Bourne said potential conflicts can exist for any legislator who is a practicing attorney and who could appear in court before a judge for whom that legislator has voted. But he noted that the issue is more complicated when the lawmaker is a defendant before the judge.

“Regardless of what Virginia judge hears it, I expect they will do what is right and fair,” Bourne said. Acknowledging the small circle in which state politics in the capital city, as well as its legal community, operate, he added: “They all know each other. Those relationships don’t mean anything when you walk into a courtroom.”

Quentin Kidd, dean of the Christopher Newport University College of Social Sciences and director of its Wason Center for Public Policy, said the case reveals “the inherent potential conflicts of interest in how Virginia appoints its judges.

“Combine with that the fact that Virginia allows legislators to essentially police themselves and decide whether there is a conflict or not and whether it rises to the level that he should recuse himself,” Kidd continued. “It points to inherent weaknesses in Virginia ethics rules.”

Kidd said nothing in Virginia law would require Morrissey to recuse himself from voting on Hicks’ reappointment, if he were still hearing Morrissey’s case, or on any judge who might be appointed. In many other states, ethics codes “would demand it.”

“Judges have found themselves on the wrong side of politics often in Virginia,” Kidd said. “It puts both the judge and legislator in a tough spot.”

Kidd said the state has long needed “clearer guardrails with harsher penalties” for breaches. The closest the state got was in 2015, when the legislature attempted to tighten its rules surrounding gifts following a scandal that embroiled former Gov. Bob McDonnell and his wife. A year later, the body amended the law to fix several loopholes left open.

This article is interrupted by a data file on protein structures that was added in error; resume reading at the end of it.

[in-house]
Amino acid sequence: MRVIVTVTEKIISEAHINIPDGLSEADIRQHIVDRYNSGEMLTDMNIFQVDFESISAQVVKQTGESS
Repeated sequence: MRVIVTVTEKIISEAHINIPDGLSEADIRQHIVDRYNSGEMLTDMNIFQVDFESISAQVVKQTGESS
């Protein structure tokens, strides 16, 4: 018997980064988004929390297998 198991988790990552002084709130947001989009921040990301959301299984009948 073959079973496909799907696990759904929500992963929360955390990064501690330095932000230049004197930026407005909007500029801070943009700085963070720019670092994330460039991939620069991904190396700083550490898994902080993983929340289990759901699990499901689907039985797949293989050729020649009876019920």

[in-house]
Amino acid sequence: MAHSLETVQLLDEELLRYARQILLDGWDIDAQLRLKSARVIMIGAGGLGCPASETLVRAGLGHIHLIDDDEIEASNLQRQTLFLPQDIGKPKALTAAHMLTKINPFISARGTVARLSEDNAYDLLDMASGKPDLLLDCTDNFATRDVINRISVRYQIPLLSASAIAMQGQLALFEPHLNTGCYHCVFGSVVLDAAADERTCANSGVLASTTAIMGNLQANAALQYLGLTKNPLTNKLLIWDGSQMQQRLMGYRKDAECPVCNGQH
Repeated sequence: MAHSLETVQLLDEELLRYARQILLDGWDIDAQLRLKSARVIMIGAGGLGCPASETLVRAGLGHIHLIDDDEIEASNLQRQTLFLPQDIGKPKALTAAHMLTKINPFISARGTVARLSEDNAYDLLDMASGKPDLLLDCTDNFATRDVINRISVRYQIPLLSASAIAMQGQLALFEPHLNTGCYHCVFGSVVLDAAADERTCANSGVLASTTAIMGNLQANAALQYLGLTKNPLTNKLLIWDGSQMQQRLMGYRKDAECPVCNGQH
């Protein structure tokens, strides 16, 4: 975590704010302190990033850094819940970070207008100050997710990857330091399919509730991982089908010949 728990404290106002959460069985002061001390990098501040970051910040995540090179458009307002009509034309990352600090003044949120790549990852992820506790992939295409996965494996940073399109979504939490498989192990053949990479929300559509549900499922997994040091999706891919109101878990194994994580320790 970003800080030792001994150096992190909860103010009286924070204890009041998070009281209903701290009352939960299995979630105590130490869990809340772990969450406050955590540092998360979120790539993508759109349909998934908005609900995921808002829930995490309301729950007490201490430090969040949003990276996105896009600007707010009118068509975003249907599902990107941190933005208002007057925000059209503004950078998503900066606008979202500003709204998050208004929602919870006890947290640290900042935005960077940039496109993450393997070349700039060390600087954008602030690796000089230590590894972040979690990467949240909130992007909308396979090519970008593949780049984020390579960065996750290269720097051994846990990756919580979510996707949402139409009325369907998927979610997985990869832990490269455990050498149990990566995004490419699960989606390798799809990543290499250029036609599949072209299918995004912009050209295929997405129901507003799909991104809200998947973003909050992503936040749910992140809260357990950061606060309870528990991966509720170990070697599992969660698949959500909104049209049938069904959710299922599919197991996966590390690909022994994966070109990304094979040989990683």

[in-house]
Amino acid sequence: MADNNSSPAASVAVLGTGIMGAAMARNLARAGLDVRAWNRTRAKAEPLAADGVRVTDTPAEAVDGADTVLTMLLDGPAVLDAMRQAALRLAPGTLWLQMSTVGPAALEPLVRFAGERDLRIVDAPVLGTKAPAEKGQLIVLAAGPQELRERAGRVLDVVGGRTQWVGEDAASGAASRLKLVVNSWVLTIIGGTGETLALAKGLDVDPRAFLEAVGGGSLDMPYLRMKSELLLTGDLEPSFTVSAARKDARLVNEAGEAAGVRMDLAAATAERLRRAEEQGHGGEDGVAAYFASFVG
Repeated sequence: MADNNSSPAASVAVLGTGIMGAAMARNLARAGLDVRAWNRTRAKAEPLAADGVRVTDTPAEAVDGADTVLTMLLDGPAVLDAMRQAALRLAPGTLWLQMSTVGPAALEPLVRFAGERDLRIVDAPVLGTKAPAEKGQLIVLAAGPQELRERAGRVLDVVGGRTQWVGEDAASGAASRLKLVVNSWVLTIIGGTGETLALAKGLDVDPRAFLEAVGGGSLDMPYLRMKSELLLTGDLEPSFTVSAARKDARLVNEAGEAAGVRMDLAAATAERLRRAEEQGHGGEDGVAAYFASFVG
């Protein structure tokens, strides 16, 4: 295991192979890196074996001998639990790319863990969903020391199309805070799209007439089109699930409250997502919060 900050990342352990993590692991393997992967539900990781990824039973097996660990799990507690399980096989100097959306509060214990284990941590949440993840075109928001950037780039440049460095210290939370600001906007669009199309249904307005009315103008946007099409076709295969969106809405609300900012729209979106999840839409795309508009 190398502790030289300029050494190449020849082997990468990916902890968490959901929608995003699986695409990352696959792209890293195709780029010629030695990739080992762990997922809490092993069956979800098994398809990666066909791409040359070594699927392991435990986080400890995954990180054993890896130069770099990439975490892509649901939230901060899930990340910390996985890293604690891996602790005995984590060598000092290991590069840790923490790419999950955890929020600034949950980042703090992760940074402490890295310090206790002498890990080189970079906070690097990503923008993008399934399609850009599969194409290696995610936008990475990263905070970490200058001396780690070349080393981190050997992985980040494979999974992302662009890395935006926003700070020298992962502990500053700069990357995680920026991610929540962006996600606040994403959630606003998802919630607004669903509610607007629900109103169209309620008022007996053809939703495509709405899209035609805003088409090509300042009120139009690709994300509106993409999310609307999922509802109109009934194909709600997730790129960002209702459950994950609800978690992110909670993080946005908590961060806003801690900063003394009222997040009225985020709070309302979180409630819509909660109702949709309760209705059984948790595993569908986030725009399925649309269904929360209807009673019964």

Kidd suggested that the judge who hears Morrissey’s case be someone who was appointed in the last legislative session to a bench far from Richmond. That way “you’re removing any geographical proximity for political conflict” and creating a time buffer, he said.

Carl Tobias, a law professor at the University of Richmond, said the rules requiring a judge’s recusal are only slightly more clear-cut.

“The canons of ethics, both state and federal, talk about an appearance of impropriety or an appearance of conflict,” Tobias said. “But it’s still very much discretionary.”

Kidd and Tobias said it would be worthwhile for Virginia to reassess how it appoints judges. Most other states popularly elect judges. But that system is often criticized because it injects money into the judicial system, they said.

“There isn’t a perfect system,” Tobias said, but the current one clearly doesn’t work for Virginia: “Judges are too beholden to the legislature. There is a tension there that is tough.”

“Those conflicts are inherent in Virginia,” Kidd said. “They existed before these charges were brought against Sen. Morrissey. They will remain long after.”

This latest criminal case only adds to Morrissey’s “Fighting Joe” persona, Kidd added.

“This plays right into Joe Morrissey as a candidate and character. His character is fighting the man,” Kidd said.

In 2014, Morrissey, then serving in the House of Delegates, entered an Alford plea and was convicted of a misdemeanor charge of contributing to the delinquency of a minor involving relations with his then-17-year-old office receptionist, Myrna Morrissey, who is now his wife and the mother of three of Morrissey’s six children.

After the conviction, Morrissey resigned his 74th House District seat, and then reclaimed it in a special election, serving the six-month jail term at night while also serving as a delegate by day during the 2015 General Assembly session.

His license was revoked in 2003, and the Virginia Supreme Court reinstated his license in 2012. A second revocation two years ago stemmed from his relationship with his wife.